Millions confused by car’s hi-tech features and ‘hidden extras’

Almost half (48 per cent) of the 2,000 car owners polled in a recent survey admitted they don’t know everything their car can do. And of those who activated a new feature, 38 per cent “accidentally triggered” it, while 44 per cent were alerted to the hidden extras by family or friends.

It also emerged that although 49 per cent cite safety reasons in their consideration of high-tech features when buying a new vehicle, 36 per cent feel “confused” by them. The survey was commissioned by the nearly new vehicle retailer Motorpoint which has also created a video showing some of the useful features and hidden spec gems on the forecourt. See YouTube video below: 


These include Skoda’s concealed ice scraper and umbrella, Honda’s Magic Seats and the Ford Puma’s MegaBox. As demonstrated on the Jazz model, Honda’s Magic Seats flip upwards like cinema seats to allow transportation of tall or bulky items in the cabin.

Also highlighted was the centre row of seats in the seven-seater Peugeot 5008, which enables three child seats to be installed side-by-side via individual ISOFIX points. 

The research also revealed that when buying a new set of wheels, reliability is the most important factor (74 per cent), closely followed by good fuel economy (72 per cent) and low servicing costs (60 per cent).

And when it comes to standard features, more than half want a lot of boot space, while 47 per cent prioritise a good heating and ventilation system.

Other essential requirements include adjustable seats and a heated windscreen.

However, almost six in 10 have discovered features in their current car that they didn’t know about when they first got it, while 27 per cent stumbled on these features in the manual. But these discoveries weren’t made instantly, as one in five drivers admitted it took them almost two years to discover some of their car’s hidden gems.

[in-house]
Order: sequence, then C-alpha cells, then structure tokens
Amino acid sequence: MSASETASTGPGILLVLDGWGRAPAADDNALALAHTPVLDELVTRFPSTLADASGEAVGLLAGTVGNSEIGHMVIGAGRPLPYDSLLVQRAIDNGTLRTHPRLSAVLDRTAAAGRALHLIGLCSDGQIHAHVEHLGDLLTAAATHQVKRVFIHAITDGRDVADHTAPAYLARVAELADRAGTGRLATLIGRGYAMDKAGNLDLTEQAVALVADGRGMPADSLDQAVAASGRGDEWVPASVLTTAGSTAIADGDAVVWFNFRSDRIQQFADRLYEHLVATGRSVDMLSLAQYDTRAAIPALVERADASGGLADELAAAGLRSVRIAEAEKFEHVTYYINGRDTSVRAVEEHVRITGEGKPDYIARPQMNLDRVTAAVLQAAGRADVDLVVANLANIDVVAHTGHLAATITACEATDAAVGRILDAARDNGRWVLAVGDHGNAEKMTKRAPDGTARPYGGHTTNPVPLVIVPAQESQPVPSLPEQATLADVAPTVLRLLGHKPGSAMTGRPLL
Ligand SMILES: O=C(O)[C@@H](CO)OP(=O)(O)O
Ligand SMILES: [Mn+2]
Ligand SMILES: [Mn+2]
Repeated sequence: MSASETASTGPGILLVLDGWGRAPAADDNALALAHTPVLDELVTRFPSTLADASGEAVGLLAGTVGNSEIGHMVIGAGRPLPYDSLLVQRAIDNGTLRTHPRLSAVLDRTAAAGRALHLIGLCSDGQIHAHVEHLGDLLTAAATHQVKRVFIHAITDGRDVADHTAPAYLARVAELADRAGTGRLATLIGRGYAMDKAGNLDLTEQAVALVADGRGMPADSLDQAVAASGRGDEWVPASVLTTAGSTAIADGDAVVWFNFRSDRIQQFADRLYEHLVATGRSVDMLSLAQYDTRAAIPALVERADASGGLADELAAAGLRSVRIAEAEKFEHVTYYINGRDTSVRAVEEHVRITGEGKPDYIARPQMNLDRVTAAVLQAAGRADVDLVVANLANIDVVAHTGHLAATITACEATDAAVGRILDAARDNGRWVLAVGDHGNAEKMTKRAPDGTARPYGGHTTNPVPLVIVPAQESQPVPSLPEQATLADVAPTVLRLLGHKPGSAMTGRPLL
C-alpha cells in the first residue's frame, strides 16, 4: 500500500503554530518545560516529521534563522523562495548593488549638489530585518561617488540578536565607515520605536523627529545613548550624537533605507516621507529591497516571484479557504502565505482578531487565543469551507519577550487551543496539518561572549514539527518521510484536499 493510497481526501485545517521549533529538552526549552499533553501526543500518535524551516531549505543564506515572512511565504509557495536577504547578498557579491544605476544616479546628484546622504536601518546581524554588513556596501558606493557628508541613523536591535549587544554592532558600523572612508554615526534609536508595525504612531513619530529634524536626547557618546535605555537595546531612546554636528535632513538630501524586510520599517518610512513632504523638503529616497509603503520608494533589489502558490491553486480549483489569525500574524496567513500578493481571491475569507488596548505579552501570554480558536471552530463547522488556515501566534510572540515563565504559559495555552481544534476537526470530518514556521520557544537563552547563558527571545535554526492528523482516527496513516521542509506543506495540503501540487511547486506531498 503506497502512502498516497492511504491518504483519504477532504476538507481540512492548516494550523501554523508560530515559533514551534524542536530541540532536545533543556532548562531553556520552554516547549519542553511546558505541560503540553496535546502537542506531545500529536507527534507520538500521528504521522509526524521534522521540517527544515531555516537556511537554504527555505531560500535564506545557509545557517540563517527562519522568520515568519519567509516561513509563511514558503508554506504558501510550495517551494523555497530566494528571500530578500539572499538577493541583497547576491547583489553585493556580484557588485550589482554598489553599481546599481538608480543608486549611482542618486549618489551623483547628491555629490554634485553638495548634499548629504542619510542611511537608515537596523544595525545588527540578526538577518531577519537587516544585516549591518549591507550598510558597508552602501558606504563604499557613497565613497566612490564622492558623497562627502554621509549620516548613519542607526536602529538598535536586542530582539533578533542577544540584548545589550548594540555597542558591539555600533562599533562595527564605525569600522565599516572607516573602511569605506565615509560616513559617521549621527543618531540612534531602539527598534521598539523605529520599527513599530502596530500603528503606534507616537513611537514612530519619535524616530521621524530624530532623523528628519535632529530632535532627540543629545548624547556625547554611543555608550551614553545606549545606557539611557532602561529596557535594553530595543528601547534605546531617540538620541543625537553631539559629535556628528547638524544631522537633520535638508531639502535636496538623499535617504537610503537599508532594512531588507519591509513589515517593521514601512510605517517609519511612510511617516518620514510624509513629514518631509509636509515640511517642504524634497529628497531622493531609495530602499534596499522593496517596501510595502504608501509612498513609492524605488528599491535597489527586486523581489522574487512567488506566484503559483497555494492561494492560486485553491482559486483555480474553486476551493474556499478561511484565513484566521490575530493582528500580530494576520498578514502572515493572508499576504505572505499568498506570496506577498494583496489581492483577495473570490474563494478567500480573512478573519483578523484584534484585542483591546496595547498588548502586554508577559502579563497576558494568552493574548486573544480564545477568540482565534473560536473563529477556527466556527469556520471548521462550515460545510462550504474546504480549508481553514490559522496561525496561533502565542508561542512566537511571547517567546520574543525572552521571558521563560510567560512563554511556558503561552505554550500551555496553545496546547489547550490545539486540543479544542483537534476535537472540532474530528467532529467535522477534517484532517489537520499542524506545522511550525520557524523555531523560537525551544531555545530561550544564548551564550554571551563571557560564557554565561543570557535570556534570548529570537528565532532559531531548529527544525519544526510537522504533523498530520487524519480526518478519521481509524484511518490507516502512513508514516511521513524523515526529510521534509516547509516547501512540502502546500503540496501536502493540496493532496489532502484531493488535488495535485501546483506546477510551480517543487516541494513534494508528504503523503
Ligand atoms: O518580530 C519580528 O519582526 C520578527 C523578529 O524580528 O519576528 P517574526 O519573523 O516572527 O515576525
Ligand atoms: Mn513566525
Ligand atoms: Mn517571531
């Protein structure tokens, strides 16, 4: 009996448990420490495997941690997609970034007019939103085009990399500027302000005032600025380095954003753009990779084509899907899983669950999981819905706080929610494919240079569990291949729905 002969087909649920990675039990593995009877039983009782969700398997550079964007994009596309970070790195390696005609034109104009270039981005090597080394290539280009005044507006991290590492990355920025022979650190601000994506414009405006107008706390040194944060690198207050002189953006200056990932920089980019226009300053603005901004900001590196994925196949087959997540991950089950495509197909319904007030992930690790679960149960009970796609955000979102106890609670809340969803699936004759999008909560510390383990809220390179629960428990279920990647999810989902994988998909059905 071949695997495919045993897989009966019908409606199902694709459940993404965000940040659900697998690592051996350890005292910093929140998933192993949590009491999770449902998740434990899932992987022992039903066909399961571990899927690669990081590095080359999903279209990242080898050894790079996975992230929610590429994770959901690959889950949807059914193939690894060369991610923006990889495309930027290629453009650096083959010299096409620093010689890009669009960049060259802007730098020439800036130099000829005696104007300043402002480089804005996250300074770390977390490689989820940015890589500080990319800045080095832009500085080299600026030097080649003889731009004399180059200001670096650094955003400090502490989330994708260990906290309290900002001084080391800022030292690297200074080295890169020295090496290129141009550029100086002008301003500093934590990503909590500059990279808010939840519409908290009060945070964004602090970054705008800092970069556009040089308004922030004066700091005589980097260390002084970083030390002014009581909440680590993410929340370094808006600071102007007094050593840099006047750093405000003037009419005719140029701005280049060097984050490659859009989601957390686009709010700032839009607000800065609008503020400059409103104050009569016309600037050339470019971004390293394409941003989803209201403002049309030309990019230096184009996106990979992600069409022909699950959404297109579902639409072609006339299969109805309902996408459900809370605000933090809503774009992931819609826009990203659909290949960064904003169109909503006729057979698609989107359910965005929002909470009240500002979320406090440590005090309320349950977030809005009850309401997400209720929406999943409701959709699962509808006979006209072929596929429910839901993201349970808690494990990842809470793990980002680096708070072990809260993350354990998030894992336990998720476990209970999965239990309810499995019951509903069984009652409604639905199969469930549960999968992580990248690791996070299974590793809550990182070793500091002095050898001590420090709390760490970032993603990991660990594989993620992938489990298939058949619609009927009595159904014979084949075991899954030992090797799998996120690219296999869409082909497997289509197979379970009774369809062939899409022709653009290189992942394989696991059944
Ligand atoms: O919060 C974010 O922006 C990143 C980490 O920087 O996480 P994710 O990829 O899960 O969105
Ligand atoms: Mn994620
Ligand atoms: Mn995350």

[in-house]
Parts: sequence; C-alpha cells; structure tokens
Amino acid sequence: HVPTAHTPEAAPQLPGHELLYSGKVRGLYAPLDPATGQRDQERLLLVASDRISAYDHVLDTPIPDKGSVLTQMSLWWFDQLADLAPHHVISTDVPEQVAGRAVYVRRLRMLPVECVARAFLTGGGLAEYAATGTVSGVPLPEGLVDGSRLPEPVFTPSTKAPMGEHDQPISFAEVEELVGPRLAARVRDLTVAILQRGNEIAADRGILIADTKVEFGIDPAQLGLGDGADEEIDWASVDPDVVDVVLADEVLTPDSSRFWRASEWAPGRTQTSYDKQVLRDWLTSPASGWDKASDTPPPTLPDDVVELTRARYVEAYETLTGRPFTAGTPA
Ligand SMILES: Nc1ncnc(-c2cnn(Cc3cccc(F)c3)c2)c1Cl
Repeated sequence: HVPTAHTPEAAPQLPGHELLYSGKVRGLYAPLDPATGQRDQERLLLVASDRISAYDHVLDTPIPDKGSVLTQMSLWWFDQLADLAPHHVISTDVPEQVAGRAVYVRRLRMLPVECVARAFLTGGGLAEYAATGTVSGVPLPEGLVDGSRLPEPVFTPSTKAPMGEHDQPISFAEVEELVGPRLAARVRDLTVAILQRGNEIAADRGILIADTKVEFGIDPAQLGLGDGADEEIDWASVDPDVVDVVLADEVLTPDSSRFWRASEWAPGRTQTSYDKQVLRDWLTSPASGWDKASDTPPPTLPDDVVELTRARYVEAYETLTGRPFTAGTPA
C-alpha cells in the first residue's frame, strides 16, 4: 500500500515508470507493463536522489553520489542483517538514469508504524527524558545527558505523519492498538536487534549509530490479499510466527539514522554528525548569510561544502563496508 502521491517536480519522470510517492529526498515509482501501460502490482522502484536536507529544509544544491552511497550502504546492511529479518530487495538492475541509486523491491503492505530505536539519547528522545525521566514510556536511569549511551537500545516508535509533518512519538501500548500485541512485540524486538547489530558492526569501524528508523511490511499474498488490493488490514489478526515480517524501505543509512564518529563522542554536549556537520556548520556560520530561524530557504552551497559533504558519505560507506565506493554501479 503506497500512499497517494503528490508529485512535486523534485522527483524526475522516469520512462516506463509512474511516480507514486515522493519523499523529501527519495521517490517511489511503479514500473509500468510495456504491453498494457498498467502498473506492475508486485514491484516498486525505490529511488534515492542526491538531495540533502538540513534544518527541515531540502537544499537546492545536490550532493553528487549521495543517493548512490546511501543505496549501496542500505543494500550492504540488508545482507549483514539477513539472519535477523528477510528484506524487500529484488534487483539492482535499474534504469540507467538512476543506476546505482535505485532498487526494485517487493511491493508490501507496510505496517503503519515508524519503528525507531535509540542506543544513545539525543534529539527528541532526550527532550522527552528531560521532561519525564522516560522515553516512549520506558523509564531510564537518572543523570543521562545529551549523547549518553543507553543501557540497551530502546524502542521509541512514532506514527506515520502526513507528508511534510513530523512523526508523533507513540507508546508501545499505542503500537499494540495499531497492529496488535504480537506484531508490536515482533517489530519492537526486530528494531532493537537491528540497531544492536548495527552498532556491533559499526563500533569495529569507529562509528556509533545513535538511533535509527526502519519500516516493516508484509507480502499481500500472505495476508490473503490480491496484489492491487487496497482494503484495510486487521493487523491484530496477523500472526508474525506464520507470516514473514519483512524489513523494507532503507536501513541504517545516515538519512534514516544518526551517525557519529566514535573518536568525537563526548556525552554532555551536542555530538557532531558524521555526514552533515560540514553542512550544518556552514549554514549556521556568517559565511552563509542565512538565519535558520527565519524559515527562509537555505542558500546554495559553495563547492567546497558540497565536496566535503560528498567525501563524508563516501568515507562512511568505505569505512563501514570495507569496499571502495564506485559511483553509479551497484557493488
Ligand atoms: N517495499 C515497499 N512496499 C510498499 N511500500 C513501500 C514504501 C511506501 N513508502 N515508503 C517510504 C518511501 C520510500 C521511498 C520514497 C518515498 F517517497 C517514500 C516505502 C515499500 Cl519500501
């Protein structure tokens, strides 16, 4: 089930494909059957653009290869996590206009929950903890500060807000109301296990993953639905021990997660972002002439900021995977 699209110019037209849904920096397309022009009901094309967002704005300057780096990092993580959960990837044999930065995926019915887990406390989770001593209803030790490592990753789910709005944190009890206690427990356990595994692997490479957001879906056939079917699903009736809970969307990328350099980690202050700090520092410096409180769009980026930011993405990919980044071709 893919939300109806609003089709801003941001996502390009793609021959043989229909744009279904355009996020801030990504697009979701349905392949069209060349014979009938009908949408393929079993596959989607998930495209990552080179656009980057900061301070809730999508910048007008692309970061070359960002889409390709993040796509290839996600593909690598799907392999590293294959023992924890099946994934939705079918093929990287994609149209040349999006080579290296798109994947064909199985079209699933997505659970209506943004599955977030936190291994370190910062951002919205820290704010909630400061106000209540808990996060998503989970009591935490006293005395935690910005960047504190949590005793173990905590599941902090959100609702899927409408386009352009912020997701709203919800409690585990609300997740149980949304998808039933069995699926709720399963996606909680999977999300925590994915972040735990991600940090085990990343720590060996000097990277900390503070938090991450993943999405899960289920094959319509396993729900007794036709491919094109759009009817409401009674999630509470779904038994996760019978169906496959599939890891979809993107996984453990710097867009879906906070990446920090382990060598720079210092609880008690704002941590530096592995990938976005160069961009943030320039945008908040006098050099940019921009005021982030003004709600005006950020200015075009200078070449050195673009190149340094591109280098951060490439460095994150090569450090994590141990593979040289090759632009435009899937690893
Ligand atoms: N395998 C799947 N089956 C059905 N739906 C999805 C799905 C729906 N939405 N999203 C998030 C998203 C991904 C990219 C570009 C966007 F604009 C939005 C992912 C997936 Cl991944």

The research also showed that not understanding their car impacted drivers’ confidence, as 51 per cent believe their driving would be better if they knew more about what their vehicle can do. A fifth of those polled via OnePoll also thought their car became obsolete too quickly, because of technology constantly evolving.

Says Mark Carpenter, CEO at Motorpoint:

“When it comes to technological upgrades in our daily lives, we tend to think about phones, laptops – or even kitchen appliances, but the motoring industry has also had something of a revolution when it comes to car specification.

“We wanted to share some of our favourite features that make some cars great to live with, but also to highlight the need for good advice when buying and during ownership.”


1. Reliability

2. Good fuel economy

3. Low servicing and maintenance costs

4. Build quality

5. Strong resale value


1. Boot space

2. A good heating/ventilation system

3. Adjustable seats

4. Safety features

5. Leg and headroom

6. Heated windscreen

7. Manual gears

8. Satellite navigation

9. Security features

10. Parking aids

11. Smartphone connectivity

12. In-car storage

13. High driving position

14. Alloy wheels

15. Heated seats

16. Automatic gears

17. Cruise control

18. A good infotainment system

19. Child seat fittings (ISOFIX)

20. Leather seats


Chris Price